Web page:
This is the nature of responsibility. The elders are not suspected of actual murder. But if they treat their guests improperly, they set in motion a process by which those guests are dehumanized, becoming easy prey to malicious persons. That is how far the demands of responsibility extend.

When Jacob sent Joseph on his dangerous mission, continues Kli Yakar, he escorted Joseph part of the way. By doing so, he was teaching Joseph the lesson of the “calf with a broken neck,” the lesson of the importance of escorting the traveler, thus demonstrating the human value of that traveler. Joseph signaled to his father that he learned that lesson well and knew the responsibility entailed in dealing with one’s fellow.

Jacob realized that it was Joseph who personally had a hand in sending the wagons of Pharaoh, thereby escorting his brothers part of the way back to Canaan. Jacob took note of those wagons and therefore knew that Joseph had learned that a minor gesture of considerate behavior to others may have long-term consequences. He signaled that he had learned the crucial importance of taking responsibility for all one’s actions, however insignificant they may appear. And so, “The spirit of their father Jacob revived.”

Agalot and egla are not just words in a linguistic game. Rather, they allude to the profound lesson about personal responsibility, which is the basis of the requirement of the elders to proclaim their innocence of murder.

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Rashi doesn't say that Yaakov figured it out from seeing the wagons. What he says is:

סימן מסר להם במה היה עוסק כשפירש ממנו בפרשת עגלה ערופה זהו שאמר וירא את העגלות אשר שלח יוסף ולא אמר אשר שלח פרעה

He gave them a sign – with what had he been engaged when he separated from him? With the topic of eglah arufah. This is what it says "and he saw the wagons that Yosef sent", and it does not say that Pharaoh sent.

It says that he gave them a sign. It sounds like Yosef gave the brothers a sign, namely the last topic he had studied with Yaakov, and the brothers presented that to Yaakov. In this case, Yaakov didn't need to make any connections; it was all spelled out for him.

This is even more clear in the Midrash from which Rashi's comments derive:

ר' לוי בשם ר' יוחנן בר שאול אמר להם אם יאמין לכם הרי מוטב ואם לאו אתם אומרים לו בשעה שפרשתי ממך לא בפרשת עגלה ערופה הייתי עוסק הה"ד וירא את העגלות ותחי רוח

R. Levi in the name of R. Yochanan Bar Shaul – he said to them: "If he believes you, fine. But if not, you should tell him that at the time that I separated from you was I not engaged in the topic of eglah arufah?" That is what is written "and he saw the wagons and his spirit was restored".

According to this Yosef explicitly told the brothers about the last topic he had studied, and he told them to furnish that as proof that Yosef was alive. There was thus no "hint", and Yaakov didn't have to guess anything. It presumably didn't have anything to do with the actual wagons that Yosef sent. The point about the common word seems to be for the readers. The Torah is telling us that not only did Yosef send physical wagons, he also sent another form of agalot, namely the report about his last study topic being eglah arufah, and when Yaakov heard that he was convinced that Yosef was still alive.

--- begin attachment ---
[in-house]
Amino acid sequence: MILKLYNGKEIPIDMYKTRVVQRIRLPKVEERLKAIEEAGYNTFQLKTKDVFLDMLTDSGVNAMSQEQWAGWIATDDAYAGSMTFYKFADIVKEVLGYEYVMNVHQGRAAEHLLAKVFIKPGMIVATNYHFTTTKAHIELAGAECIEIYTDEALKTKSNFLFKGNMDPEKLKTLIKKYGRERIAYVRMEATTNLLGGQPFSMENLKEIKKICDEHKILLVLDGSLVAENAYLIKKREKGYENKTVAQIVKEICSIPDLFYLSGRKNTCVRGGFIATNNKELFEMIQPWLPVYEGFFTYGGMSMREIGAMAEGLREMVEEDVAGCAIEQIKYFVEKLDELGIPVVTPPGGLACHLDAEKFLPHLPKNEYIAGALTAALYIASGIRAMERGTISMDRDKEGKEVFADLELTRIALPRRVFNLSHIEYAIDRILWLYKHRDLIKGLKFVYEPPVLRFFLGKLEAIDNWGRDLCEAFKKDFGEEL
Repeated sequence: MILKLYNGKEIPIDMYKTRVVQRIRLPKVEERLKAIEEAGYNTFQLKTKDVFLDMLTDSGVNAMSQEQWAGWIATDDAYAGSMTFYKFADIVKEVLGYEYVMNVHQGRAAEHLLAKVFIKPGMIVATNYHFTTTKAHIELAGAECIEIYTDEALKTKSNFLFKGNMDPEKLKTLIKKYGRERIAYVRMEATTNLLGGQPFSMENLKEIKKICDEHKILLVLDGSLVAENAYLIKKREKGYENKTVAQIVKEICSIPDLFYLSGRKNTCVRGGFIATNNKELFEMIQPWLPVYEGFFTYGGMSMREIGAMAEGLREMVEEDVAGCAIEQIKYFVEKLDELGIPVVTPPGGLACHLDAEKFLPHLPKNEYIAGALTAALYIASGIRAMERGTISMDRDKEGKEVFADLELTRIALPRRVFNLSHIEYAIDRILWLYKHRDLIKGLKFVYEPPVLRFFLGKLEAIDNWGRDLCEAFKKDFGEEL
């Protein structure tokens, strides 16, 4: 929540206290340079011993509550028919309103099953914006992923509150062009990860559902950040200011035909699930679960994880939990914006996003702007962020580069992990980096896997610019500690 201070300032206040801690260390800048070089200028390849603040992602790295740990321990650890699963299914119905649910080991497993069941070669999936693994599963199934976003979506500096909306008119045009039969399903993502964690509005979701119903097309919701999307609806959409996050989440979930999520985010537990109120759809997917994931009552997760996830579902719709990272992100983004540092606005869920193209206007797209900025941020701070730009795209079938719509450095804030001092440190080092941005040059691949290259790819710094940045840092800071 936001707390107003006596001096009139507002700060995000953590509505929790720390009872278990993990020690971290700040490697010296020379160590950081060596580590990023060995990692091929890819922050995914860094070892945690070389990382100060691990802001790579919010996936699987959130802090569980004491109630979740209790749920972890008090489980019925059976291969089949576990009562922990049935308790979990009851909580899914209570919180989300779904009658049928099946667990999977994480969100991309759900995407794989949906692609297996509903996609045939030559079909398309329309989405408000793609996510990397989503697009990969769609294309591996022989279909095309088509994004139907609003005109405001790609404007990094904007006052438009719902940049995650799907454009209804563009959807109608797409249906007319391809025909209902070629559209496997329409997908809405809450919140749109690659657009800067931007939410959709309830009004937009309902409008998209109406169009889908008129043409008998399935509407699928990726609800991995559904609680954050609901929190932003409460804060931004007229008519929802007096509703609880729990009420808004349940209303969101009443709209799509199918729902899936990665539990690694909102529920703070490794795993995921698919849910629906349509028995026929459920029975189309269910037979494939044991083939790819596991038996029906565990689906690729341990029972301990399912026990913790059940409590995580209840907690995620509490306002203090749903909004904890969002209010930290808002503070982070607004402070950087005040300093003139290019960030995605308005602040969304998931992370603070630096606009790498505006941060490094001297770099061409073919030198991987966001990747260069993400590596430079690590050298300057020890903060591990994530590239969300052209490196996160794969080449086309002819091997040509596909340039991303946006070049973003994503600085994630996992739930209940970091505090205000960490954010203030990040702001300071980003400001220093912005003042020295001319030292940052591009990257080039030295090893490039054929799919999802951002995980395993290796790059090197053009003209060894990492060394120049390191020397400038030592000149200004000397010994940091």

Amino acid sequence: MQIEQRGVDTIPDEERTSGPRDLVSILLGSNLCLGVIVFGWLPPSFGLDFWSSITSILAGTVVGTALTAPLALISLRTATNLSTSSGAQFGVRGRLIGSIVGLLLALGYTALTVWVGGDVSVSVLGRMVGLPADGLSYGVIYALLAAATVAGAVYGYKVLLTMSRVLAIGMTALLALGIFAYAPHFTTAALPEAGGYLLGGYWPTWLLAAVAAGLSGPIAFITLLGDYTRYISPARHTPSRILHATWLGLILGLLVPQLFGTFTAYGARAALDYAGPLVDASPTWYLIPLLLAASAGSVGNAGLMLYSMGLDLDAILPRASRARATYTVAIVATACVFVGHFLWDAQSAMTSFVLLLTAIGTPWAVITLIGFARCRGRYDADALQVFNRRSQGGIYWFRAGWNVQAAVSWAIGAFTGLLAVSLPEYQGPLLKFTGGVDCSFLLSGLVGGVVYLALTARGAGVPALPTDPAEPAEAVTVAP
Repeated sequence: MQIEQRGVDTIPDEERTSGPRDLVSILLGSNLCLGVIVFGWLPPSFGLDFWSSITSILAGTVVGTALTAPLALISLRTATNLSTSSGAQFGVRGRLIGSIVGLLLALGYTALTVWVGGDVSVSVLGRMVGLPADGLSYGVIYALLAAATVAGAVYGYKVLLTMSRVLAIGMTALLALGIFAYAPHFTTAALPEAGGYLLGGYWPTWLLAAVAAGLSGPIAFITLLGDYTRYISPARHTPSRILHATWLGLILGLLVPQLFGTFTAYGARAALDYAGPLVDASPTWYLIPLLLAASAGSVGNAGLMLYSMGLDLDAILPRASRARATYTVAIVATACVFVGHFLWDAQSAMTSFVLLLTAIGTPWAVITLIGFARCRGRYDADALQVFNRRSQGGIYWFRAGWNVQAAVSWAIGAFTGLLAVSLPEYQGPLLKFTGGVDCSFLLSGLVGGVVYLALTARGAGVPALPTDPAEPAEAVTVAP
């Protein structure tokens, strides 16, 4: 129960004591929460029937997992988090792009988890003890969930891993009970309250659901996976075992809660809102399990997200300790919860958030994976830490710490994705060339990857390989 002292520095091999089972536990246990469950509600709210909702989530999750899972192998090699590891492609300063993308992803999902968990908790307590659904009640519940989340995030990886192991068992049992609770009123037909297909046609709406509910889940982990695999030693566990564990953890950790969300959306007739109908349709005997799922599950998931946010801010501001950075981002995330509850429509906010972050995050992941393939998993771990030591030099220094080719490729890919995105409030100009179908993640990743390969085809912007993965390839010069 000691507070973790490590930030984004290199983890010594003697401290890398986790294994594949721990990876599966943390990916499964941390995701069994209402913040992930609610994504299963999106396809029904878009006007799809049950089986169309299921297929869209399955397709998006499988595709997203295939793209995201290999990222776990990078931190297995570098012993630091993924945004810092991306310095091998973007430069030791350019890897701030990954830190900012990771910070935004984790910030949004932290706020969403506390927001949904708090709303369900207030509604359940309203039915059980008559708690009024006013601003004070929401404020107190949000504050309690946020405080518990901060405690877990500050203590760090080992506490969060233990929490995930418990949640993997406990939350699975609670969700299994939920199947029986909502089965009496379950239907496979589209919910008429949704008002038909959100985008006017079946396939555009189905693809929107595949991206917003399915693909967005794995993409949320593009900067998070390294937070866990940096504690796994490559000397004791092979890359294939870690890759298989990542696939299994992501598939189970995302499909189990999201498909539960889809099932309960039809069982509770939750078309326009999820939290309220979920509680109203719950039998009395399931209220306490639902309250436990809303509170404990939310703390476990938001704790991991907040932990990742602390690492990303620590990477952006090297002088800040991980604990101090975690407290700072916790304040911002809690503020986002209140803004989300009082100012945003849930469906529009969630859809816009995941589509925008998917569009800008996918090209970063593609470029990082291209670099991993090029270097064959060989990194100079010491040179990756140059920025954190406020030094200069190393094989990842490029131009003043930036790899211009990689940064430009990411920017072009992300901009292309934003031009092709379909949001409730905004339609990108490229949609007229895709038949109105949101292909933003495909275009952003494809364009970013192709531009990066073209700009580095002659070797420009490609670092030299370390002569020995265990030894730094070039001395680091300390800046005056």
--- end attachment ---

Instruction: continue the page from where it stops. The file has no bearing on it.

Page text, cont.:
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  • Alex, I usually appreciate your answers. I'm not going to downvote this one, but klach etzel niga'im vi'ohalos:) – user6591 Jan 5 at 18:59
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The Pshat of the words are that although at first Yaacov didn't believe that Yosef was still alive and even a ruler, he saw many wagons arrive that did not originate from him and were obviously being sent from elsewhere. This opened his mind to the idea and he let it sink in.

Chazal are saying that in these words Agalos there is a hint to something else that transpired, that in addition to having sent the wagons he also sent along this message of Egla Arufa.

Rashi's wording supports this understanding, that the Remez is that he sent a verbal message.

In addition we can understand this that the wagons, being called Agalos, served as a reminder of Egla Arufa rather than a hint. Yaakov had escorted Yosef and he therefore should understand that it stands to reason, and he should allow himself to believe, that nothing bad happened to Yosef (in the long run).

An idea i once heard, similar to IsaacKotlicky, is that the Egyptians invented the wagon and would not have let it out, which is why we find that Yosef had to have Paaroh's permission to send them. Up until this point we only find mention of carrying things on camel back. This is why Eliezer needed ten camels. Therefore, the wagons were both, a hint and a sign that someone with high connections had sent them.